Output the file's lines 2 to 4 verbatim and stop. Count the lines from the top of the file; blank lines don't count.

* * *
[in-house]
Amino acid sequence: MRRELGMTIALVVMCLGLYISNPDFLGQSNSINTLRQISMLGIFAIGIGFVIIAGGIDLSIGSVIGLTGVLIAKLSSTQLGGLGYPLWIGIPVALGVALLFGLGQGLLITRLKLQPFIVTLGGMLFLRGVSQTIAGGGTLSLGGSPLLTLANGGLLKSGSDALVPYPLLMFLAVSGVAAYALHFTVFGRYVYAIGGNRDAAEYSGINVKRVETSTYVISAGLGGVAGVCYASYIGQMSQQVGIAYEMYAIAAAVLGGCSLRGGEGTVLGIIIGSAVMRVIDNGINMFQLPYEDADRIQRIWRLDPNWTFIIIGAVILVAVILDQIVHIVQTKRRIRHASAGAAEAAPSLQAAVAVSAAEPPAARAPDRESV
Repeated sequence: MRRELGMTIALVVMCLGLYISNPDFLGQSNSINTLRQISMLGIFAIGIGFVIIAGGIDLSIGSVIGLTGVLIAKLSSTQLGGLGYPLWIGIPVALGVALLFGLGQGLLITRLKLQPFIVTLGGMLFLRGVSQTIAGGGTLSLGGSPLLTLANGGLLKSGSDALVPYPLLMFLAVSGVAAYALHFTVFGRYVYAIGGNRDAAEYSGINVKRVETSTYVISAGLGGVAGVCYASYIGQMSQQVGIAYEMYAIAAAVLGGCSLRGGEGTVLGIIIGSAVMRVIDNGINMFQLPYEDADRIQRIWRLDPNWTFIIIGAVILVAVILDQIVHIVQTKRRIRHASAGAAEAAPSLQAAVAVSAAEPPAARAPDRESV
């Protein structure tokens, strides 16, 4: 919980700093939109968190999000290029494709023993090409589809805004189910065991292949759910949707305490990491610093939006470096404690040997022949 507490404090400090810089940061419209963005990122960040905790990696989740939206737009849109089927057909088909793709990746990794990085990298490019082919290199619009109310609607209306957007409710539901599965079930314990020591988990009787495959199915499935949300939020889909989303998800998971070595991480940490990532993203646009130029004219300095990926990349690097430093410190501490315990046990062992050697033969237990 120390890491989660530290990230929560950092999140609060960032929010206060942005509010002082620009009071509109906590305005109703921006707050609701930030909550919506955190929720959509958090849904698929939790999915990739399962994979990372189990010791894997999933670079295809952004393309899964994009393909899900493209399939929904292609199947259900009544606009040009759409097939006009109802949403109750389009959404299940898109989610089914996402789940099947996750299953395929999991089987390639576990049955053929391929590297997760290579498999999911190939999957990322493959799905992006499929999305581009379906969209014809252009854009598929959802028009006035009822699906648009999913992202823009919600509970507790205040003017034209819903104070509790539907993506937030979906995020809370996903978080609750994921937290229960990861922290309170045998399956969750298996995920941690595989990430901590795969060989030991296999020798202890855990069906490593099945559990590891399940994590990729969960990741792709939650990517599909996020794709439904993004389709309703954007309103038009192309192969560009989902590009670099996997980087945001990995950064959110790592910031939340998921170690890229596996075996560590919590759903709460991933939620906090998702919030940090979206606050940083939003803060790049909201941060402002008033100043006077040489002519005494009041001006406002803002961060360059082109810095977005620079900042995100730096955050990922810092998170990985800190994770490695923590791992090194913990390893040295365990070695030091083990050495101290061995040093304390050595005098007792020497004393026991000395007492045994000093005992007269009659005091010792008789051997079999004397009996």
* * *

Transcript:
Amino acid sequence: MRRELGMTIALVVMCLGLYISNPDFLGQSNSINTLRQISMLGIFAIGIGFVIIAGGIDLSIGSVIGLTGVLIAKLSSTQLGGLGYPLWIGIPVALGVALLFGLGQGLLITRLKLQPFIVTLGGMLFLRGVSQTIAGGGTLSLGGSPLLTLANGGLLKSGSDALVPYPLLMFLAVSGVAAYALHFTVFGRYVYAIGGNRDAAEYSGINVKRVETSTYVISAGLGGVAGVCYASYIGQMSQQVGIAYEMYAIAAAVLGGCSLRGGEGTVLGIIIGSAVMRVIDNGINMFQLPYEDADRIQRIWRLDPNWTFIIIGAVILVAVILDQIVHIVQTKRRIRHASAGAAEAAPSLQAAVAVSAAEPPAARAPDRESV
Repeated sequence: MRRELGMTIALVVMCLGLYISNPDFLGQSNSINTLRQISMLGIFAIGIGFVIIAGGIDLSIGSVIGLTGVLIAKLSSTQLGGLGYPLWIGIPVALGVALLFGLGQGLLITRLKLQPFIVTLGGMLFLRGVSQTIAGGGTLSLGGSPLLTLANGGLLKSGSDALVPYPLLMFLAVSGVAAYALHFTVFGRYVYAIGGNRDAAEYSGINVKRVETSTYVISAGLGGVAGVCYASYIGQMSQQVGIAYEMYAIAAAVLGGCSLRGGEGTVLGIIIGSAVMRVIDNGINMFQLPYEDADRIQRIWRLDPNWTFIIIGAVILVAVILDQIVHIVQTKRRIRHASAGAAEAAPSLQAAVAVSAAEPPAARAPDRESV
């Protein structure tokens, strides 16, 4: 919980700093939109968190999000290029494709023993090409589809805004189910065991292949759910949707305490990491610093939006470096404690040997022949 507490404090400090810089940061419209963005990122960040905790990696989740939206737009849109089927057909088909793709990746990794990085990298490019082919290199619009109310609607209306957007409710539901599965079930314990020591988990009787495959199915499935949300939020889909989303998800998971070595991480940490990532993203646009130029004219300095990926990349690097430093410190501490315990046990062992050697033969237990 120390890491989660530290990230929560950092999140609060960032929010206060942005509010002082620009009071509109906590305005109703921006707050609701930030909550919506955190929720959509958090849904698929939790999915990739399962994979990372189990010791894997999933670079295809952004393309899964994009393909899900493209399939929904292609199947259900009544606009040009759409097939006009109802949403109750389009959404299940898109989610089914996402789940099947996750299953395929999991089987390639576990049955053929391929590297997760290579498999999911190939999957990322493959799905992006499929999305581009379906969209014809252009854009598929959802028009006035009822699906648009999913992202823009919600509970507790205040003017034209819903104070509790539907993506937030979906995020809370996903978080609750994921937290229960990861922290309170045998399956969750298996995920941690595989990430901590795969060989030991296999020798202890855990069906490593099945559990590891399940994590990729969960990741792709939650990517599909996020794709439904993004389709309703954007309103038009192309192969560009989902590009670099996997980087945001990995950064959110790592910031939340998921170690890229596996075996560590919590759903709460991933939620906090998702919030940090979206606050940083939003803060790049909201941060402002008033100043006077040489002519005494009041001006406002803002961060360059082109810095977005620079900042995100730096955050990922810092998170990985800190994770490695923590791992090194913990390893040295365990070695030091083990050495101290061995040093304390050595005098007792020497004393026991000395007492045994000093005992007269009659005091010792008789051997079999004397009996």